The statute creates the exclusive contractor's lien only as to labor performed or materials furnished after the contract is filed. Where some of the labor has been performed or some of the materials have been furnished before the contract is filed
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and some after, the contractor's lien attaches only with respect to labor performed and materials furnished after the contract is filed. Until then, the laborer or supplier can be protected by filing a mechanic's notice of intention.
If turning over a spade of dirt before the contract is filed invalidates the contractor's lien that would ordinarily be created when the contract is filed, no one could rely on the contractor's lien without first conducting an investigation as to when labor or materials were first supplied under the contract. Laborers and suppliers would act at their peril by relying on a contractor's lien based on what appears to be a duly filed construction contract.
On the other hand, laborers and suppliers would also act at their peril if they rely on the MNI procedure to secure a lien only to learn when it came time to be paid that while they were supplying labor or materials a construction contract had been filed rendering their MNI ineffective for labor or materials supplied thereafter. Under such a system "mechanics and materialmen [would be] required to ascertain, before each day's work was commenced, or each load of material was delivered, whether a contract had yet been filed . . . ." La Foucherie v. Knutzen, 58 N.J.L. 234, 237, 33 A. 203 (Sup.Ct.1895). To enable suppliers to learn once and for all whether to rely on the MNI procedure or the stop-notice procedure, the court interpreted an earlier version of the Mechanics' Lien Law to mean that the contractor's lien does not arise unless the contract is filed "before the time when such building is begun . . . ." Id. at 238, 33 A. 203. The trial Judge presumably relied on that holding when he entered the present order invalidating plaintiff's lien because here the contract was filed after some work pursuant to the contract had begun.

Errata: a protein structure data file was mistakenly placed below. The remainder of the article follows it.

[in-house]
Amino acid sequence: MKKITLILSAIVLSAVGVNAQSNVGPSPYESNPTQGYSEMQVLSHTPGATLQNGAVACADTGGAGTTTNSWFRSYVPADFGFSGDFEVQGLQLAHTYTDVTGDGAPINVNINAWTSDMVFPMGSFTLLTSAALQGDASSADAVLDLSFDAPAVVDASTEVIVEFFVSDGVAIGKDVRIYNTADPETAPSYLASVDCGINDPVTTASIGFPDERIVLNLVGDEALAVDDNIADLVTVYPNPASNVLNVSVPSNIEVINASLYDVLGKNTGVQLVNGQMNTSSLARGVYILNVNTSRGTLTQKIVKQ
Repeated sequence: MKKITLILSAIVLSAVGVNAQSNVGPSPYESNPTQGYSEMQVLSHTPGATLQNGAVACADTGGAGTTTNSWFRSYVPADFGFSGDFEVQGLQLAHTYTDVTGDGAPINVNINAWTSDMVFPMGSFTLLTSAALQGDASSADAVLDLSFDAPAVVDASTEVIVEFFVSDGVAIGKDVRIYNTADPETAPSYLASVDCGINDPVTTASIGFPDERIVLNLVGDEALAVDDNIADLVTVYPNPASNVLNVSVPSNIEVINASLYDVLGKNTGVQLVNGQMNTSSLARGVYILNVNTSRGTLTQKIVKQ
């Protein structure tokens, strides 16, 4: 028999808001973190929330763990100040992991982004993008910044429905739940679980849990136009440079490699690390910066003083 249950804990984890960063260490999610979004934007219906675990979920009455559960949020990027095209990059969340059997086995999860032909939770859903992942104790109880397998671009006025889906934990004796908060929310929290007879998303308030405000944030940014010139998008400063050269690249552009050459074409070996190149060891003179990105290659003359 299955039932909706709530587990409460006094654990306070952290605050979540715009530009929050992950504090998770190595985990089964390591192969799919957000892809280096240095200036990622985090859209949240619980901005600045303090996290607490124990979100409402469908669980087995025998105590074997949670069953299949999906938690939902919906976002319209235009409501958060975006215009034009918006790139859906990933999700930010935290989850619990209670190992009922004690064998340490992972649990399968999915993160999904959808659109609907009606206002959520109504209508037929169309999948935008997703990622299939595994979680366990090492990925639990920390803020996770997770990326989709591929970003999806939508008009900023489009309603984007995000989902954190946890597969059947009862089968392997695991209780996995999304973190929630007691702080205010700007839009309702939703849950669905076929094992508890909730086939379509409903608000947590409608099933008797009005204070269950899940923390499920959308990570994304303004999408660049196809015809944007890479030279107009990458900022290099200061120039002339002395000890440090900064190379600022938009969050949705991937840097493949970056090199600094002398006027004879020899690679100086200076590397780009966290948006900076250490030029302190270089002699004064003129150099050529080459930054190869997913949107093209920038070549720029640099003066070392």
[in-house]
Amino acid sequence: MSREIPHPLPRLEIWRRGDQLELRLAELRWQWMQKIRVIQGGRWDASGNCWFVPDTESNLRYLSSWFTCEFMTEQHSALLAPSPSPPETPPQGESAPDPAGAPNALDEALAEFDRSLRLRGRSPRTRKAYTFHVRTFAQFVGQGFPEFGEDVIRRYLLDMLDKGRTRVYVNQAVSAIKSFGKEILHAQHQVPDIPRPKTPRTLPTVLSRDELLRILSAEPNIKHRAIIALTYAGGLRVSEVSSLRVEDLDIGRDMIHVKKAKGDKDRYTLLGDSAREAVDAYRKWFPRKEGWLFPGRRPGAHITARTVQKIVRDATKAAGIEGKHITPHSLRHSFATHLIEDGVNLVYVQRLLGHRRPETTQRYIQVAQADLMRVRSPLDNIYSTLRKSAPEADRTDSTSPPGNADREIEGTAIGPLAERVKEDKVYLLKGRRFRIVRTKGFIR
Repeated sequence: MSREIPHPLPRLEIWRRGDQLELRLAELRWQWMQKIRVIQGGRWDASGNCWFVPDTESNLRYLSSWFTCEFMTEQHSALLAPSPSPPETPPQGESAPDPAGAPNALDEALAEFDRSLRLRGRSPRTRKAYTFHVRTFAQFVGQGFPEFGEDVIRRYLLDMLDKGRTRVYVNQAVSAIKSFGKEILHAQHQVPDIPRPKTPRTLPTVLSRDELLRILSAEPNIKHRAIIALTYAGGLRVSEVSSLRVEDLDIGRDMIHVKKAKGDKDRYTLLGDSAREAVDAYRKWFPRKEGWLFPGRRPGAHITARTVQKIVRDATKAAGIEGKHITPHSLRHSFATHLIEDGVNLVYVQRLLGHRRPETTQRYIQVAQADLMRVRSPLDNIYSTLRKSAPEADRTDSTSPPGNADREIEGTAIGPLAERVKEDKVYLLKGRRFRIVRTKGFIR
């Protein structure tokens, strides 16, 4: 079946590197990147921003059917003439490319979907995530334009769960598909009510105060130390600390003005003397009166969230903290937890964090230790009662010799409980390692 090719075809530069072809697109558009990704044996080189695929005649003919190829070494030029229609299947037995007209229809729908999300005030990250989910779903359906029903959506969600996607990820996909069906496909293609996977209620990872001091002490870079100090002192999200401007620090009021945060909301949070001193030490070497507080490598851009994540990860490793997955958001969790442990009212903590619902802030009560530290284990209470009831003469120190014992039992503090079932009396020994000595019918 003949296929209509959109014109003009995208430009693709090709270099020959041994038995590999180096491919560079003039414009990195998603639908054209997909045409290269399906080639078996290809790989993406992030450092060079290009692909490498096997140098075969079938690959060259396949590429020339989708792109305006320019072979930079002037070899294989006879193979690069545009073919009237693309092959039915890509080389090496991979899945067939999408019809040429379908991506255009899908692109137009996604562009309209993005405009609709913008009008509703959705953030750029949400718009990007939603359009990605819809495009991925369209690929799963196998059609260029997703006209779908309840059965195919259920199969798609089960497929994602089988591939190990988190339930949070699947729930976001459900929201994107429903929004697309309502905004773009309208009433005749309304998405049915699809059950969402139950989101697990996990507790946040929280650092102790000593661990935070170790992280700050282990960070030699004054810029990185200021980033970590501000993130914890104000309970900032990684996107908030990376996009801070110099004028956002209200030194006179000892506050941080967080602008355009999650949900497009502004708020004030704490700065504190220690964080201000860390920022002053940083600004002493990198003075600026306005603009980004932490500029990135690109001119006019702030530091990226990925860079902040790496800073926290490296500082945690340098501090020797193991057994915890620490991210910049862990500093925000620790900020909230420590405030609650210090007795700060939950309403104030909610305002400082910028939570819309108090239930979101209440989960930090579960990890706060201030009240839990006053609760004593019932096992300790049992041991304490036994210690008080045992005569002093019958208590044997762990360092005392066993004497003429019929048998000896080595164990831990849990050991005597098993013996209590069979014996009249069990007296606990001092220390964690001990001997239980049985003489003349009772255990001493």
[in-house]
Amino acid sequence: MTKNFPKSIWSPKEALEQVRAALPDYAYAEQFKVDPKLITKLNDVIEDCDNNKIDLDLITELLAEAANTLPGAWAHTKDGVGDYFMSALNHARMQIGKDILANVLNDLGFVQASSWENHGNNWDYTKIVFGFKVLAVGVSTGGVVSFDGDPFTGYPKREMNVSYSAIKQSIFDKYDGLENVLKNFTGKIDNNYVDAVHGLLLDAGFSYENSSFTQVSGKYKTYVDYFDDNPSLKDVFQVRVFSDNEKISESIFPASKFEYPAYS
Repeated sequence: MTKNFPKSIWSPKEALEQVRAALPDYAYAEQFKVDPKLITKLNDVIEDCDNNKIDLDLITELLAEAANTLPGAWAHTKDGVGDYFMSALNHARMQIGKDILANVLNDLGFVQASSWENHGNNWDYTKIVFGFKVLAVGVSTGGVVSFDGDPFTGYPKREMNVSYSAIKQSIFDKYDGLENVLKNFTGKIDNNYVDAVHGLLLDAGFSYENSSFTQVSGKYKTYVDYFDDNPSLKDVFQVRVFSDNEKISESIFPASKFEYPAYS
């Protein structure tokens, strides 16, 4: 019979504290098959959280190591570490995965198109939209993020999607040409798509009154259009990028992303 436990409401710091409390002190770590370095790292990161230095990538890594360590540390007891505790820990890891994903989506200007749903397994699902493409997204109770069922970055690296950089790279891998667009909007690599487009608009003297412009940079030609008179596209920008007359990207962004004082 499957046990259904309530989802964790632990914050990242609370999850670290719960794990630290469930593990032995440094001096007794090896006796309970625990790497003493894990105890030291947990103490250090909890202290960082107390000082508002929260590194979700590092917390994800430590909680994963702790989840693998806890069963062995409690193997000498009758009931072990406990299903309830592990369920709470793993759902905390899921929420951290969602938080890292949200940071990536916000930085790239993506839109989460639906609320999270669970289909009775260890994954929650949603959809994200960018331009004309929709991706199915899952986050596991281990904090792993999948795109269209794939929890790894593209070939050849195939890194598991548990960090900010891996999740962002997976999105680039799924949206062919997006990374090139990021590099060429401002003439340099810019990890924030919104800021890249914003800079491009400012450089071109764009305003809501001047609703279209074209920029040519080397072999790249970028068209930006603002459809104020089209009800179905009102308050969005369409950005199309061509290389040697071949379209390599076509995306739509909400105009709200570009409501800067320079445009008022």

La Foucherie has been superseded by statute. The effectiveness of the MNI procedure no longer requires repeated examinations of the county clerk's records. N.J.S.A. 2A:44-76, enacted after La Foucherie, expressly deals with the situation [260 NJSuper Page 64] where, after filing a mechanic's notice of intention, someone performs labor or furnishes materials both before and after a contract is filed. A claim for such labor performed or materials furnished before the contract is filed is given a priority lien by the MNI. Moreover, the MNI priority lien covers further labor and materials supplied after the contract has been filed until the laborer or supplier receives personal notice or notice by registered mail that a contract has been filed. Until receipt of such notice the laborer or supplier may rely on the MNI. After receipt of such notice the laborer or supplier knows that payment for further labor or materials is secured only by the stop-notice procedure.*fn3
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In a reply letter memorandum submitted below, defendant argued that the filed contract cannot support the contractor's exclusive lien because the labor and materials for which plaintiff claims payment is due were not furnished pursuant to the filed contract, but pursuant to modifications of the contract and orders for extras. Plaintiff did not respond to the argument below or in its appellate brief, and we do not know if the point formed a basis for the trial Judge's order.
We will not pass on the issue in view of the inadequate factual record before us. The trial Judge should explore the argument not only with respect to the effectiveness of plaintiff's alleged lien for its own claims but also with respect to the claims of the subcontractors who have filed stop notices.
Reversed and remanded for further proceedings.
Reversed and remanded for further proceedings.